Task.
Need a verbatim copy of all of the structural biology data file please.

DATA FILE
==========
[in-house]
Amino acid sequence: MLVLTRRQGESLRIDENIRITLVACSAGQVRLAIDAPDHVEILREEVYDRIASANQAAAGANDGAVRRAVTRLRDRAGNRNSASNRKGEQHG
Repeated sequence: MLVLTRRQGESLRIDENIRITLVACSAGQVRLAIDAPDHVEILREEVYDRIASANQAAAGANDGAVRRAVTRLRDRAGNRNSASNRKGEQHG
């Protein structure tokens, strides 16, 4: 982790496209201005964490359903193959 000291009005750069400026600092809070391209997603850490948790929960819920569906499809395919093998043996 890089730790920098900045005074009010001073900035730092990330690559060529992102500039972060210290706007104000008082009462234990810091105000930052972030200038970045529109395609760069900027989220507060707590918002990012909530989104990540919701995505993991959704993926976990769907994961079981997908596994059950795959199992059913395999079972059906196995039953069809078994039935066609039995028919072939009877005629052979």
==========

[in-house]
Amino acid sequence: MLVLTRRQGESLRIDENIRITLVACSAGQVRLAIDAPDHVEILREEVYDRIASANQAAAGANDGAVRRAVTRLRDRAGNRNSASNRKGEQHG
Repeated sequence: MLVLTRRQGESLRIDENIRITLVACSAGQVRLAIDAPDHVEILREEVYDRIASANQAAAGANDGAVRRAVTRLRDRAGNRNSASNRKGEQHG
């Protein structure tokens, strides 16, 4: 982790496209201005964490359903193959 000291009005750069400026600092809070391209997603850490948790929960819920569906499809395919093998043996 890089730790920098900045005074009010001073900035730092990330690559060529992102500039972060210290706007104000008082009462234990810091105000930052972030200038970045529109395609760069900027989220507060707590918002990012909530989104990540919701995505993991959704993926976990769907994961079981997908596994059950795959199992059913395999079972059906196995039953069809078994039935066609039995028919072939009877005629052979």